The old Westboro convent is still at the centre of a development controversy, with the owner on Thursday failing to win approval from the city’s heritage panel for a repair-and-redevelopment scheme.
Ashcroft Homes’ proposal to tear down part of the convent, fix up the rest and connect into a new nine-storey residential complex has heritage advocates decrying the loss of history and the community association skeptical that commercial tenants will be viable in a boxed-in location at 114 Richmond Rd.
The developer wants to remove the west wing of the heritage building and plug the remaining structure into a proposed nine-storey, L-shaped residential building.
In a 4-2 vote, the built-heritage subcommittee recommended rejecting the plan after members expressed concerns about the lopsided relationship between the convent and the proposed nine-storey building. The four opposing members were Barry Padolsky, Carolyn Quinn, Sandy Smallwood and Coun. Catherine McKenney. Councillors Tobi Nussbaum and Marianne Wilkinson supported Ashcroft’s plan.
It hasn’t been easy for Ashcroft to find a solution for the convent. The company’s architectural consultant, Rod Lahey, who has worked on the scheme for eight years, called it an “interesting journey.”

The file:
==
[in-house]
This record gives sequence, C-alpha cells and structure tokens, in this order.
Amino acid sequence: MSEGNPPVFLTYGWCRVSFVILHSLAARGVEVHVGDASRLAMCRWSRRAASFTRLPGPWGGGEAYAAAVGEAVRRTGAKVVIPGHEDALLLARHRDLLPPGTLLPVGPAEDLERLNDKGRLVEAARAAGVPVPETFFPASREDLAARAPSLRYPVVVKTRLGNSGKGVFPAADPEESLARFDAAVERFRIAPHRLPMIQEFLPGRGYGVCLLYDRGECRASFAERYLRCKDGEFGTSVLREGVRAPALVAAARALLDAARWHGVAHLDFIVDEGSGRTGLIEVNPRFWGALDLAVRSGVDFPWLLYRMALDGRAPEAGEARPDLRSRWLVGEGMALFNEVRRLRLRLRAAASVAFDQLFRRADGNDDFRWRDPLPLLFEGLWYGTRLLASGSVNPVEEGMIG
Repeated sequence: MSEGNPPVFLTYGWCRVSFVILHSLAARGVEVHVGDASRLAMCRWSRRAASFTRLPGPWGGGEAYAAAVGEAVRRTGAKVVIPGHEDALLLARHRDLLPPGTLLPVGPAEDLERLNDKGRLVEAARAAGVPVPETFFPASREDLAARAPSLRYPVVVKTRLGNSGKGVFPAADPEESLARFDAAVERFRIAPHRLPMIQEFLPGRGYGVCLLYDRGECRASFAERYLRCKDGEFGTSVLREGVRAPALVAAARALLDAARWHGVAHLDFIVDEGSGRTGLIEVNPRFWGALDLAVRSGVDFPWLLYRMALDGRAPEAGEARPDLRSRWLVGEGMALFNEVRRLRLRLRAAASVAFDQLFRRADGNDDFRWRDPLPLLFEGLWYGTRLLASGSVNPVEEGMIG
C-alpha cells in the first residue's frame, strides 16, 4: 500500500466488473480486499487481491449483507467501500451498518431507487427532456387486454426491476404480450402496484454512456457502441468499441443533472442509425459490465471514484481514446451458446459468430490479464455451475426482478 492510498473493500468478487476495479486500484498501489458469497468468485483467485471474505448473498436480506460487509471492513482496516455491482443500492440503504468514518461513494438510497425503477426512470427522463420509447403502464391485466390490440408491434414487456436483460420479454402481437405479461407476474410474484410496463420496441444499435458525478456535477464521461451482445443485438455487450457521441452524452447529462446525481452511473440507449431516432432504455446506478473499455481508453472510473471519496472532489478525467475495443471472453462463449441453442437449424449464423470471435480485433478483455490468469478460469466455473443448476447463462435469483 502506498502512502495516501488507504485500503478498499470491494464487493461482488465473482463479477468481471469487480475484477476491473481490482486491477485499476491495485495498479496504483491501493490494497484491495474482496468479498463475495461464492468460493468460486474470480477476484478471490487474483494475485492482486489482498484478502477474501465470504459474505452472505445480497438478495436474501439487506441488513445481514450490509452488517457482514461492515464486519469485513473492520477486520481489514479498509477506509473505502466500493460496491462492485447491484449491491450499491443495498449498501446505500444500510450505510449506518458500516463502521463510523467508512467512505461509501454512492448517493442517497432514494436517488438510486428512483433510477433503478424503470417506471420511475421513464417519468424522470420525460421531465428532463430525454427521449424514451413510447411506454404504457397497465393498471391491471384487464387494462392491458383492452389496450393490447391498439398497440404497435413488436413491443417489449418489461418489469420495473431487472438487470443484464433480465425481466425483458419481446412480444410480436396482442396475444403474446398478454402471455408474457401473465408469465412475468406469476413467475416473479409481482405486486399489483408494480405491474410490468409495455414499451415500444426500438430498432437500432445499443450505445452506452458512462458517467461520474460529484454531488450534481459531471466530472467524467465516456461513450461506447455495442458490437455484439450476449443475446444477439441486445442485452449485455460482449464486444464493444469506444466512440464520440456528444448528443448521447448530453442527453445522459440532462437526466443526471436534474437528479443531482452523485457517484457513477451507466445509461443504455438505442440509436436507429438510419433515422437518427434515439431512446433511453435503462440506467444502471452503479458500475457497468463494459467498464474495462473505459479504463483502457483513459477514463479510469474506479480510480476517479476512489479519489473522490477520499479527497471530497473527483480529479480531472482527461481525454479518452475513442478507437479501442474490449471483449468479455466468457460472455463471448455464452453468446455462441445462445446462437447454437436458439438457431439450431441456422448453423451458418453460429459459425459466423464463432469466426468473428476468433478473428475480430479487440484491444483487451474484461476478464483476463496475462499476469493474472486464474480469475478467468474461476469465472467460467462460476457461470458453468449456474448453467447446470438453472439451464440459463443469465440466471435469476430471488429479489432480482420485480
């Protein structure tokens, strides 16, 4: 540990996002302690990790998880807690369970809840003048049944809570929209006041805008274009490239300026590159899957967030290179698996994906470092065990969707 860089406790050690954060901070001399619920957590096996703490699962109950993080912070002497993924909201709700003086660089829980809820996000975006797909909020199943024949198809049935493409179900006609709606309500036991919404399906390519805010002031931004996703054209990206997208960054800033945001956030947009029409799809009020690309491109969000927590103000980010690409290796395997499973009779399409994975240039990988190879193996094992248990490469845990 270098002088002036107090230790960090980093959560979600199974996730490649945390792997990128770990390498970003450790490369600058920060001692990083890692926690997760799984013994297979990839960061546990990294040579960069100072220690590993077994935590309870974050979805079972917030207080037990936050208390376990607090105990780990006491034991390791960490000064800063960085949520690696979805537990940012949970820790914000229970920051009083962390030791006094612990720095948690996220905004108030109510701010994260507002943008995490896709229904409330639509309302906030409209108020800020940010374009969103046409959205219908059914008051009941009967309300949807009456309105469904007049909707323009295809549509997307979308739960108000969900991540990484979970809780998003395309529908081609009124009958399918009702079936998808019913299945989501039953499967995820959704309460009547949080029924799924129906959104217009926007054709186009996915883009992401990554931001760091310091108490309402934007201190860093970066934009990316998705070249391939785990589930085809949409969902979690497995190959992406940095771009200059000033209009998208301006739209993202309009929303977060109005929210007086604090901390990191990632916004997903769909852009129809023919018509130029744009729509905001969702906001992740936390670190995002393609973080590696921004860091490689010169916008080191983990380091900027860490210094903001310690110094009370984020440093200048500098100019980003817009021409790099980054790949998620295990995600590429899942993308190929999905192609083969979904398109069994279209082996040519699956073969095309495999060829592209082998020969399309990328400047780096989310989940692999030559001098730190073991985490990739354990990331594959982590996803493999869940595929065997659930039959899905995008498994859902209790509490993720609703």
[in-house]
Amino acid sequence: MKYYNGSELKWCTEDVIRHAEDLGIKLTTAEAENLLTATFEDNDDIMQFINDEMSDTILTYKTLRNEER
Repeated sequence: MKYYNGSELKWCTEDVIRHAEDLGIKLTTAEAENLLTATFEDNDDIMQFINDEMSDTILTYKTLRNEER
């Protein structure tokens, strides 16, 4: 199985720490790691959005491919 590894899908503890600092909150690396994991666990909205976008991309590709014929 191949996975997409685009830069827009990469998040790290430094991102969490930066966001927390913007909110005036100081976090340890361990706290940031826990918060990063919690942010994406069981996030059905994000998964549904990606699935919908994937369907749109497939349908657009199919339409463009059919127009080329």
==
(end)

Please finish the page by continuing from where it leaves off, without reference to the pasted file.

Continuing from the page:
“I would like to see this put to bed as much as anybody around here,” Lahey told the subcommittee.
Lahey said the proposed nine-storey building would have a reduced density compared to previous plans, but opponents still worry about the size.
Linda Hoad, representing Heritage Ottawa, said the convent would be “overwhelmed” by an attached nine-storey building. [Read Heritage Ottawa's written submission to the Built Heritage Sub-Committee here.]
In addition to residential units, the developer has been considering commercial uses inside the heritage building, such as restaurants or a bed and breakfast.
Lorne Cutler, president of the Hampton Iona Community Group, questioned how successful a restaurant or café would be if the heritage building is largely out of the public’s eye. The neighbourhood still wonders about the developer’s commitment to including a “community use” inside the heritage building, he said.
The property was previously owned by the cloistered order, Les Soeurs de la Visitation. The stone structure dates back to the 1860s and the wings were added in 1913.
The city moved quickly to give the building heritage protection when the property went on the market in 2009. Ashcroft scooped it up, but it meant keeping the convent. Council approved the property’s rezoning in 2010. Ashcroft has so far built nine-storey condo buildings with commercial ground floors along Richmond Road, cutting off views to the heritage building from the main street. More development is planned for the south portion of the site.
It has been among Ottawa’s hottest planning files in the last decade. One could argue the development is one of the central reasons why the ward is on its third councillor in three terms since the start of the planning process.
“The community anger is still there,” said Coun. Jeff Leiper, who now represents the ward. “This development probably should never have been approved in its current form.”
Leiper urged the subcommittee to vote against Ashcroft’s plan, hoping to buy more time to come up with an alternative before the planning committee considers the file on Aug. 28